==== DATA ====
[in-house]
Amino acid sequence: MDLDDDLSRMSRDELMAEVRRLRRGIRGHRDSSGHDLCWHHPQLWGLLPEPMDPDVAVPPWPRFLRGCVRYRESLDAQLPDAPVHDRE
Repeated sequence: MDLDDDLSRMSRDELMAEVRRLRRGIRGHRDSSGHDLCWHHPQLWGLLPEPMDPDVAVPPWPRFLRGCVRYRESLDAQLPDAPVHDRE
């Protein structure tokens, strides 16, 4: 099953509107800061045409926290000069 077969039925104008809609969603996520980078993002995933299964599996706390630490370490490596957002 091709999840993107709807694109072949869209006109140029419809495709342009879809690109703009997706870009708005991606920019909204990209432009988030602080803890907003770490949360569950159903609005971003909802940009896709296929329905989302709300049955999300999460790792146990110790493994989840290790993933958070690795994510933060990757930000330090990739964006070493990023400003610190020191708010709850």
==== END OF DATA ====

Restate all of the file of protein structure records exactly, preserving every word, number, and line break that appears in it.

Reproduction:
[in-house]
Amino acid sequence: MDLDDDLSRMSRDELMAEVRRLRRGIRGHRDSSGHDLCWHHPQLWGLLPEPMDPDVAVPPWPRFLRGCVRYRESLDAQLPDAPVHDRE
Repeated sequence: MDLDDDLSRMSRDELMAEVRRLRRGIRGHRDSSGHDLCWHHPQLWGLLPEPMDPDVAVPPWPRFLRGCVRYRESLDAQLPDAPVHDRE
């Protein structure tokens, strides 16, 4: 099953509107800061045409926290000069 077969039925104008809609969603996520980078993002995933299964599996706390630490370490490596957002 091709999840993107709807694109072949869209006109140029419809495709342009879809690109703009997706870009708005991606920019909204990209432009988030602080803890907003770490949360569950159903609005971003909802940009896709296929329905989302709300049955999300999460790792146990110790493994989840290790993933958070690795994510933060990757930000330090990739964006070493990023400003610190020191708010709850």